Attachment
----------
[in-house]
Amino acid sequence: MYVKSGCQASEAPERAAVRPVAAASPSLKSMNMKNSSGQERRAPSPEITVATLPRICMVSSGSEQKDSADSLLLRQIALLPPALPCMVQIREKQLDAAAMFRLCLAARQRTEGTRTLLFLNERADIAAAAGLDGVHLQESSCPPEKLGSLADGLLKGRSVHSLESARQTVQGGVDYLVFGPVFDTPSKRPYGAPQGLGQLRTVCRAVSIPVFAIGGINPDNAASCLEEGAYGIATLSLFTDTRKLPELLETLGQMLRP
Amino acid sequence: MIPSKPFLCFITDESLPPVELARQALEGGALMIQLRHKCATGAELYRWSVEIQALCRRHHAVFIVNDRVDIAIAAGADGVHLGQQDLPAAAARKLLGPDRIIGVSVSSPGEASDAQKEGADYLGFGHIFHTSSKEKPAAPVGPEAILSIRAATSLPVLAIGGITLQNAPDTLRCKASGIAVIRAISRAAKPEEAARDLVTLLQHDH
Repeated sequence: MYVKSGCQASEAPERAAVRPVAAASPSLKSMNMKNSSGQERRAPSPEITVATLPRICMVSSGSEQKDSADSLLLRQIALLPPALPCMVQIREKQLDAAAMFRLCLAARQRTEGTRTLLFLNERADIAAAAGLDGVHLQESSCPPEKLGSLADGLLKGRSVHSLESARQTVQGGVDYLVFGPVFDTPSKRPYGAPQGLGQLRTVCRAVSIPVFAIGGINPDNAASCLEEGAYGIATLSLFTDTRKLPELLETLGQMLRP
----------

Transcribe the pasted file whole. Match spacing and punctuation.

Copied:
[in-house]
Amino acid sequence: MYVKSGCQASEAPERAAVRPVAAASPSLKSMNMKNSSGQERRAPSPEITVATLPRICMVSSGSEQKDSADSLLLRQIALLPPALPCMVQIREKQLDAAAMFRLCLAARQRTEGTRTLLFLNERADIAAAAGLDGVHLQESSCPPEKLGSLADGLLKGRSVHSLESARQTVQGGVDYLVFGPVFDTPSKRPYGAPQGLGQLRTVCRAVSIPVFAIGGINPDNAASCLEEGAYGIATLSLFTDTRKLPELLETLGQMLRP
Amino acid sequence: MIPSKPFLCFITDESLPPVELARQALEGGALMIQLRHKCATGAELYRWSVEIQALCRRHHAVFIVNDRVDIAIAAGADGVHLGQQDLPAAAARKLLGPDRIIGVSVSSPGEASDAQKEGADYLGFGHIFHTSSKEKPAAPVGPEAILSIRAATSLPVLAIGGITLQNAPDTLRCKASGIAVIRAISRAAKPEEAARDLVTLLQHDH
Repeated sequence: MYVKSGCQASEAPERAAVRPVAAASPSLKSMNMKNSSGQERRAPSPEITVATLPRICMVSSGSEQKDSADSLLLRQIALLPPALPCMVQIREKQLDAAAMFRLCLAARQRTEGTRTLLFLNERADIAAAAGLDGVHLQESSCPPEKLGSLADGLLKGRSVHSLESARQTVQGGVDYLVFGPVFDTPSKRPYGAPQGLGQLRTVCRAVSIPVFAIGGINPDNAASCLEEGAYGIATLSLFTDTRKLPELLETLGQMLRP